This topic has been coming up a lot lately. It’s a sticky one that claws at us. Pulls our hearts green and makes them hard. Nothing seems to pollute a loving relationship as effectively as jealousy.

What I am going to propose is probably edgy, especially if you’re feeling jealousy in your life right now, so take a deep breath and let’s go on an adventure.
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Everyone does not experience Jealousy. 
Jealousy is not permanent.
You don’t have to keep it,
If you don’t want to,
But you get to choose.
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I don’t experience Jealousy. But for that to be useful to you, you’ll need the whole story. I used to have it. It would slink around in the back of my mind whispering to me. Fucking with my good will and spoiling my mood. It was sneaky and sinister. Often feeling like some sort of creature inside of me that simply wanted me to be in pain.

But I am fortunate to have grown up with role models that had done the work. People that I looked up to who were willing to breathe through it and move on. Move to the other side.

My parents for starters, even if they did experience jealousy, did a phenomenal job of always moving towards love and compassion. Support and a desire to honor each other and us. To give freedom and the benefit of the doubt. That’s a powerful lesson that I’m endlessly grateful for.

In my teens I spent a lot of time around one of my best friends’ families. They were polyamorous and her mother has two husbands. A triad of sorts. I would be lying if I said that jealousy wasn’t a thing that this family experienced. But I am still amazed at how rarely jealousy showed up by the grace and willingness with which they moved towards compersion. They’re still together.

What a lovely notion, compersion. To feel joy and excitement for a partner’s experiences with another partner. That’s the stuff of legend, my friends.

During those times I had a few long term girlfriends. And jealousy was definitely a thing. But it wasn’t until I dove into polyamory myself some years later that the real challenge began.

The difference between monogamous life and poly life is for an entirely different post, but as you are experiencing or can at least imagine, nothing brings your shadows to the foreground quite like openly and willingly sharing your partner.

I started in poly as a single guy. Lots of open, honest conversations. A few dates cut short. Conversations turned awkward. But mostly I’ve had some amazing experiences, and along the way I met a girl.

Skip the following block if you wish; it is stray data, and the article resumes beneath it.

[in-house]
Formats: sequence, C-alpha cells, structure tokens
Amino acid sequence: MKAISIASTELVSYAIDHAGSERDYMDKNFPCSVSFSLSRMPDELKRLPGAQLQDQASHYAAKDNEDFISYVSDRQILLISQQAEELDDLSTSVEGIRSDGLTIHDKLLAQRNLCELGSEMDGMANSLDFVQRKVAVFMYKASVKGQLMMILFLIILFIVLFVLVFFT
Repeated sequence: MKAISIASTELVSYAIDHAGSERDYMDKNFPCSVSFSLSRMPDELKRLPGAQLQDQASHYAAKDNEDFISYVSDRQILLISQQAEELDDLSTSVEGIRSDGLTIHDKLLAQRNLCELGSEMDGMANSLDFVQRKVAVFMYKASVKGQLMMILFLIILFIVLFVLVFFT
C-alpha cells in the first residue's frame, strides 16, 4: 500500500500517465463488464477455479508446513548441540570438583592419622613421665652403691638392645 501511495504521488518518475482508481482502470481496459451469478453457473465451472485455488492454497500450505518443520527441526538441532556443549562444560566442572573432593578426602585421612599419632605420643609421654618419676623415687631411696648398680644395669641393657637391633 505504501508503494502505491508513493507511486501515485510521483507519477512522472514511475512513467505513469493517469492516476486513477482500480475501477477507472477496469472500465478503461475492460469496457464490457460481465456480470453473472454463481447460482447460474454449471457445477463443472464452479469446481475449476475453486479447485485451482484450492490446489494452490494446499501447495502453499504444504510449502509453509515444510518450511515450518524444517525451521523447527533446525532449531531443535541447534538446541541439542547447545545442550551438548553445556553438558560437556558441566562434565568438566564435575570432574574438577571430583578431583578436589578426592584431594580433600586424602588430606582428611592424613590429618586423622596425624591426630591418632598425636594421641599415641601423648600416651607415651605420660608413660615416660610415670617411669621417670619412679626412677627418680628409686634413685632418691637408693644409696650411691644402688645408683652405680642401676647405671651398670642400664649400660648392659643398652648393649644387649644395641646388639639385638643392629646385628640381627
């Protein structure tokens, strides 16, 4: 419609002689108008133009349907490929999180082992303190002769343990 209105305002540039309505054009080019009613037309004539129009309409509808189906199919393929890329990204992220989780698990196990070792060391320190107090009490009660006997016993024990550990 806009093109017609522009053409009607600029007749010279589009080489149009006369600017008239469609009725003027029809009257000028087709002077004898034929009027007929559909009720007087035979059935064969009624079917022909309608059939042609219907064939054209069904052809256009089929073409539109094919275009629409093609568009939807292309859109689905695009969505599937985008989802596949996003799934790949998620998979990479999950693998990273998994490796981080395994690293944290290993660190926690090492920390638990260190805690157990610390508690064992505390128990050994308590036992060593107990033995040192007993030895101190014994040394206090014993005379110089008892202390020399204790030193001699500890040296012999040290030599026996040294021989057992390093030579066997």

We dated for a time and eventually “became official”. 
Naturally, we had an open relationship.

To make a long story shorter, 
It was quite a process of exploration.

A relationship is a set of agreements. It’s the ways in which we choose to be together. And let me tell you…

We tried every set of agreements we could to make our freshly born open-relationship work.

Tell me everything.
Woah, don’t ask, don’t tell.
Ok wait, tell me before you go on a date.
Nope. Tell me after.
Nevermind, tell me after three dates.
Shit ok, tell me when you meet and we’ll see.
Give me details.
No no no. No details.
Ok, can I ask for details?
Tell me whatever you want.
Wait, give me a heads up before you start.
Ok, not that much heads up.

On and on it went. We reformulated until our heads turned blue. We read so many books, talked to experienced poly couples, went to parties. Yet something was always sneaking in the background.

Eventually it became clear that the sensations weren’t changing with the agreements. And then it hit, and this has become one of the founding principles of how I choose to be in relationship:
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If I love a person, and I want to honor them, I must honor their freedom and sovereignty as much as my own. If I want to choose a thing, they have the choice as well. If I want to be a certain way, I cannot deny them that way. I want to be able to give them unconditional trust. And that requires that I do not restrict who they are at their most deepest. I want to give my partners unconditional love, and for that, I must endevour to remove conditions.
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Jealousy became the obvious culprit.

We had been formulating agreements, thinking that’s what being in a poly relationship meant. But the entire time we had been creating a buffer between ourselves and the emotions we didn’t want to deal with. Didn’t want to feel.

It became a new journey.

No set agreements.
Be who you most want to be.
Communicate together.
Give powerful support.
Ask questions.
Love.

At first it felt harder. More nebulous. Instead of bumping up against agreements when she went on dates, I only had my own jealousy to talk to. And talk we did. I went in circles with myself. I did a lot of emotional thrashing. But I had committed to this process. There was no out, so I stayed in the room.

And the interesting thing is, 
When you don’t give it an out,
When you don’t label it and leave it,
When you don’t avoid it,
Jealousy doesn’t last.

Now to be sure, Jealousy is a composite emotion.